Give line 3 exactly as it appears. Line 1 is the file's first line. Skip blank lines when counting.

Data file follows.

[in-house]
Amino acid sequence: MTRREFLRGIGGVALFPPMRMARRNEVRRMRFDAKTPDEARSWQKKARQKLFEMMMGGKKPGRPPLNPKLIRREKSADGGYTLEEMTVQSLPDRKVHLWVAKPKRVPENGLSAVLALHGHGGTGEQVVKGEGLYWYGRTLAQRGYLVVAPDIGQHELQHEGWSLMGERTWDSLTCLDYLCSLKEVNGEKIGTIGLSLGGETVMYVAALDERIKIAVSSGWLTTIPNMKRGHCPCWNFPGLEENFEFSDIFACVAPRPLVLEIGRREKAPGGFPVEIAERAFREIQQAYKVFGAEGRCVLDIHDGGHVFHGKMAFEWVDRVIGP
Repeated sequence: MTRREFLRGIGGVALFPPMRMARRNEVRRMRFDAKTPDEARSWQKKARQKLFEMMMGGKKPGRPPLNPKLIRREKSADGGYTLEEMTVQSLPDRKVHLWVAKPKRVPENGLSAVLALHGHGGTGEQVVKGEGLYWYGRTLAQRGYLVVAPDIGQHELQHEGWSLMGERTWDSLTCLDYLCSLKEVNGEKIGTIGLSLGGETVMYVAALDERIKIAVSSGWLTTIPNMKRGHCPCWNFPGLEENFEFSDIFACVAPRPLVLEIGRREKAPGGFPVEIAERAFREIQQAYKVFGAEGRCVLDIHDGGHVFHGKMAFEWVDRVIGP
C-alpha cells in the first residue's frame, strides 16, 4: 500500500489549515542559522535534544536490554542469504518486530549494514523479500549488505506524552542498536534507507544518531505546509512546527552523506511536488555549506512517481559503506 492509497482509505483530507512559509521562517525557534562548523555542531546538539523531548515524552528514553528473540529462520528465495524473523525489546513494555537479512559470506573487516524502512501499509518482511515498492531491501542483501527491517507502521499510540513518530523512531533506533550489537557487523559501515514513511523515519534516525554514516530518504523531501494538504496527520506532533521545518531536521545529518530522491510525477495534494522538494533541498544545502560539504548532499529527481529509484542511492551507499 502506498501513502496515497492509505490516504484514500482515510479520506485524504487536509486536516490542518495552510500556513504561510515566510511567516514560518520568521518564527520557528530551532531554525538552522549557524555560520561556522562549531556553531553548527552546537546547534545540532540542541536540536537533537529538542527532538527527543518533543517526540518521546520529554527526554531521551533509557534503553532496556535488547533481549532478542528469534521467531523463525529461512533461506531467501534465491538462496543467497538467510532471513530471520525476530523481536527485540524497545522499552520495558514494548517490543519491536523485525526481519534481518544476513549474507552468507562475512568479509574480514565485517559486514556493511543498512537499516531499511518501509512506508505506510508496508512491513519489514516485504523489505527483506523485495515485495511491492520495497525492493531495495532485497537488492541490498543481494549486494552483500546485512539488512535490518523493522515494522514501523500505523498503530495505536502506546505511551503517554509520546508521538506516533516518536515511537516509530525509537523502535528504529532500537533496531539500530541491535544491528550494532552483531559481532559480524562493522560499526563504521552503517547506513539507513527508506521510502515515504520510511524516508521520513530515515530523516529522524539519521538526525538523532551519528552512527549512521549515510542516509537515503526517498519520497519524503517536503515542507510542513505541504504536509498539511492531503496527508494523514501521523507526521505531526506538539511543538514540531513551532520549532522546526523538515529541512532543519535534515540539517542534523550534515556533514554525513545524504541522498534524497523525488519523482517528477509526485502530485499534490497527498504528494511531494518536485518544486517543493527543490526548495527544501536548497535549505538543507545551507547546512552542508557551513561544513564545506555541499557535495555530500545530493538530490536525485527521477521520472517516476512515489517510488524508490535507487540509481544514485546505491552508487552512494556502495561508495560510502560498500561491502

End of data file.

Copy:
Repeated sequence: MTRREFLRGIGGVALFPPMRMARRNEVRRMRFDAKTPDEARSWQKKARQKLFEMMMGGKKPGRPPLNPKLIRREKSADGGYTLEEMTVQSLPDRKVHLWVAKPKRVPENGLSAVLALHGHGGTGEQVVKGEGLYWYGRTLAQRGYLVVAPDIGQHELQHEGWSLMGERTWDSLTCLDYLCSLKEVNGEKIGTIGLSLGGETVMYVAALDERIKIAVSSGWLTTIPNMKRGHCPCWNFPGLEENFEFSDIFACVAPRPLVLEIGRREKAPGGFPVEIAERAFREIQQAYKVFGAEGRCVLDIHDGGHVFHGKMAFEWVDRVIGP